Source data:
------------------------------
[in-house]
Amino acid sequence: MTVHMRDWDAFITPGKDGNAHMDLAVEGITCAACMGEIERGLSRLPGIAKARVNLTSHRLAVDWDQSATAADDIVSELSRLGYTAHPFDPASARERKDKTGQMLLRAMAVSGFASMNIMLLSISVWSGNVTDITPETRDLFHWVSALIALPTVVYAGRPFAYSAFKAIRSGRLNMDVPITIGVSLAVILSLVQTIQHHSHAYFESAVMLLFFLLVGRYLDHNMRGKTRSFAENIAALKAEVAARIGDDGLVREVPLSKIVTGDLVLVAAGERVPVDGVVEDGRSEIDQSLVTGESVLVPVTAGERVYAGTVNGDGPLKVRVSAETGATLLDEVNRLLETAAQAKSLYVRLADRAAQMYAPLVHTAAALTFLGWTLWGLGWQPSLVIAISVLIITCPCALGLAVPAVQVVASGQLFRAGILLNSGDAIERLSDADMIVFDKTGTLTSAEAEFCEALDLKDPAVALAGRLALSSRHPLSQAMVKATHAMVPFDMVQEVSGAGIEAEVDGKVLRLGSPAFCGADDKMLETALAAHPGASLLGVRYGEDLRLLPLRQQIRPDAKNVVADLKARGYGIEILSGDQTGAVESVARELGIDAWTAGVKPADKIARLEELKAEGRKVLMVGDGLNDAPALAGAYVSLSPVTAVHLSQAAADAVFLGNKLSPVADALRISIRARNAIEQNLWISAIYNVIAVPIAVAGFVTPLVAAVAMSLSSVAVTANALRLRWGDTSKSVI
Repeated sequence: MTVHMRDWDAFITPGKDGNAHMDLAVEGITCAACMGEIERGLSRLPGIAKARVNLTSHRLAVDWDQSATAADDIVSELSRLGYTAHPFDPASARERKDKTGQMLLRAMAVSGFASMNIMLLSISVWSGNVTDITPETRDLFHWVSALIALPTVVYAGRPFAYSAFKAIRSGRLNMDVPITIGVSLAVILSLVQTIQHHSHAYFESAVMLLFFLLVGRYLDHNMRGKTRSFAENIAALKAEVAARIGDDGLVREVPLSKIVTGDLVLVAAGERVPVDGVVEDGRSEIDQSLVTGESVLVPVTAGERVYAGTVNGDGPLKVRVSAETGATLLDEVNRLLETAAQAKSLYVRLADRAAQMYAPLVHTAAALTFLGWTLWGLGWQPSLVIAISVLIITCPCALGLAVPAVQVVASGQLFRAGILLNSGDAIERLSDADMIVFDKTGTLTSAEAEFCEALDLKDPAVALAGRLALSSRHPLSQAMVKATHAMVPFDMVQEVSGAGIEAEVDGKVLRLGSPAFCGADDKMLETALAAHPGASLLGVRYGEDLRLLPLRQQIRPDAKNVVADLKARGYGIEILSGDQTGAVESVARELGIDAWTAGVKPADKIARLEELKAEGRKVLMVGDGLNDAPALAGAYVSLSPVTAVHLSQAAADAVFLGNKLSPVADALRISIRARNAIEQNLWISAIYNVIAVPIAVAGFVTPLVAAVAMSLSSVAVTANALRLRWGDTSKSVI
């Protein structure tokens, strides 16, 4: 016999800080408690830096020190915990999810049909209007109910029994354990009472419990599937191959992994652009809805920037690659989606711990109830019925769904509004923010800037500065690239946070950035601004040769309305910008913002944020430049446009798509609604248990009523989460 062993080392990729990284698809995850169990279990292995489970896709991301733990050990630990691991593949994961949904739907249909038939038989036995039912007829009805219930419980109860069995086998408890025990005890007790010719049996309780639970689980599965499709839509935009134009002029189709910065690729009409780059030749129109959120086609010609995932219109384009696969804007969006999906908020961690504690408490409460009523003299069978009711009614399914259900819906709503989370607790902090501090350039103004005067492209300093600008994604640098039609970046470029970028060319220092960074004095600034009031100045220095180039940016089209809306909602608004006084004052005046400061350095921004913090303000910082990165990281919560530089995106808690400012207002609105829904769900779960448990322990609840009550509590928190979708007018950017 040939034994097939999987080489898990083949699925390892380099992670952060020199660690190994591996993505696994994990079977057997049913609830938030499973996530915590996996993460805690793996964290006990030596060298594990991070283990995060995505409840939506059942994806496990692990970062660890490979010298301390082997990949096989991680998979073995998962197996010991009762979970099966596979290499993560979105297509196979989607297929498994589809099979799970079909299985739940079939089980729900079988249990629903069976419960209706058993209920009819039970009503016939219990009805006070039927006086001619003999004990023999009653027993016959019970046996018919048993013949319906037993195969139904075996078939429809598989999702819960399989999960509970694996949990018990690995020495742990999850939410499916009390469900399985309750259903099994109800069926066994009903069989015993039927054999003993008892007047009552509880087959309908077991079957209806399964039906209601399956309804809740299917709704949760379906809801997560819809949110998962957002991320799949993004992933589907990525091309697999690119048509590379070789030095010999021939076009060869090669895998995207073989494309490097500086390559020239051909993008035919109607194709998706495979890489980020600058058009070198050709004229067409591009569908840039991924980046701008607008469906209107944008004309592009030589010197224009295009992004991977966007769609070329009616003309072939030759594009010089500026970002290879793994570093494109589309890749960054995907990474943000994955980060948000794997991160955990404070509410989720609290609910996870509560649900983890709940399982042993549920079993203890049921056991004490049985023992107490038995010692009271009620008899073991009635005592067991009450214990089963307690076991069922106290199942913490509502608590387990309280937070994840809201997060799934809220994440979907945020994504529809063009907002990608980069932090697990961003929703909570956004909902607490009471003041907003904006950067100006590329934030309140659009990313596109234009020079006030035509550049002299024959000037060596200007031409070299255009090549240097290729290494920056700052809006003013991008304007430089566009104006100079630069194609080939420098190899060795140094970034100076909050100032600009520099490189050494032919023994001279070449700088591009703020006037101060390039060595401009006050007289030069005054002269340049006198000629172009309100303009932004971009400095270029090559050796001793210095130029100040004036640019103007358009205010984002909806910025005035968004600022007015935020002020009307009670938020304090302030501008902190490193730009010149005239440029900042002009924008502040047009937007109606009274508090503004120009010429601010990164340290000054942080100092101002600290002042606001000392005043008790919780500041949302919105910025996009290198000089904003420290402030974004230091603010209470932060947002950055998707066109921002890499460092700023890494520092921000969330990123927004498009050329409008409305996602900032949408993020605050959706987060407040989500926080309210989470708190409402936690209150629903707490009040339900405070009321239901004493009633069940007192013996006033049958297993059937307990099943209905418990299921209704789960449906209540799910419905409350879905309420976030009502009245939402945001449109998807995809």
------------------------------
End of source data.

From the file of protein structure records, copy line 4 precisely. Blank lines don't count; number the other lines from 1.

């Protein structure tokens, strides 16, 4: 016999800080408690830096020190915990999810049909209007109910029994354990009472419990599937191959992994652009809805920037690659989606711990109830019925769904509004923010800037500065690239946070950035601004040769309305910008913002944020430049446009798509609604248990009523989460 062993080392990729990284698809995850169990279990292995489970896709991301733990050990630990691991593949994961949904739907249909038939038989036995039912007829009805219930419980109860069995086998408890025990005890007790010719049996309780639970689980599965499709839509935009134009002029189709910065690729009409780059030749129109959120086609010609995932219109384009696969804007969006999906908020961690504690408490409460009523003299069978009711009614399914259900819906709503989370607790902090501090350039103004005067492209300093600008994604640098039609970046470029970028060319220092960074004095600034009031100045220095180039940016089209809306909602608004006084004052005046400061350095921004913090303000910082990165990281919560530089995106808690400012207002609105829904769900779960448990322990609840009550509590928190979708007018950017 040939034994097939999987080489898990083949699925390892380099992670952060020199660690190994591996993505696994994990079977057997049913609830938030499973996530915590996996993460805690793996964290006990030596060298594990991070283990995060995505409840939506059942994806496990692990970062660890490979010298301390082997990949096989991680998979073995998962197996010991009762979970099966596979290499993560979105297509196979989607297929498994589809099979799970079909299985739940079939089980729900079988249990629903069976419960209706058993209920009819039970009503016939219990009805006070039927006086001619003999004990023999009653027993016959019970046996018919048993013949319906037993195969139904075996078939429809598989999702819960399989999960509970694996949990018990690995020495742990999850939410499916009390469900399985309750259903099994109800069926066994009903069989015993039927054999003993008892007047009552509880087959309908077991079957209806399964039906209601399956309804809740299917709704949760379906809801997560819809949110998962957002991320799949993004992933589907990525091309697999690119048509590379070789030095010999021939076009060869090669895998995207073989494309490097500086390559020239051909993008035919109607194709998706495979890489980020600058058009070198050709004229067409591009569908840039991924980046701008607008469906209107944008004309592009030589010197224009295009992004991977966007769609070329009616003309072939030759594009010089500026970002290879793994570093494109589309890749960054995907990474943000994955980060948000794997991160955990404070509410989720609290609910996870509560649900983890709940399982042993549920079993203890049921056991004490049985023992107490038995010692009271009620008899073991009635005592067991009450214990089963307690076991069922106290199942913490509502608590387990309280937070994840809201997060799934809220994440979907945020994504529809063009907002990608980069932090697990961003929703909570956004909902607490009471003041907003904006950067100006590329934030309140659009990313596109234009020079006030035509550049002299024959000037060596200007031409070299255009090549240097290729290494920056700052809006003013991008304007430089566009104006100079630069194609080939420098190899060795140094970034100076909050100032600009520099490189050494032919023994001279070449700088591009703020006037101060390039060595401009006050007289030069005054002269340049006198000629172009309100303009932004971009400095270029090559050796001793210095130029100040004036640019103007358009205010984002909806910025005035968004600022007015935020002020009307009670938020304090302030501008902190490193730009010149005239440029900042002009924008502040047009937007109606009274508090503004120009010429601010990164340290000054942080100092101002600290002042606001000392005043008790919780500041949302919105910025996009290198000089904003420290402030974004230091603010209470932060947002950055998707066109921002890499460092700023890494520092921000969330990123927004498009050329409008409305996602900032949408993020605050959706987060407040989500926080309210989470708190409402936690209150629903707490009040339900405070009321239901004493009633069940007192013996006033049958297993059937307990099943209905418990299921209704789960449906209540799910419905409350879905309420976030009502009245939402945001449109998807995809």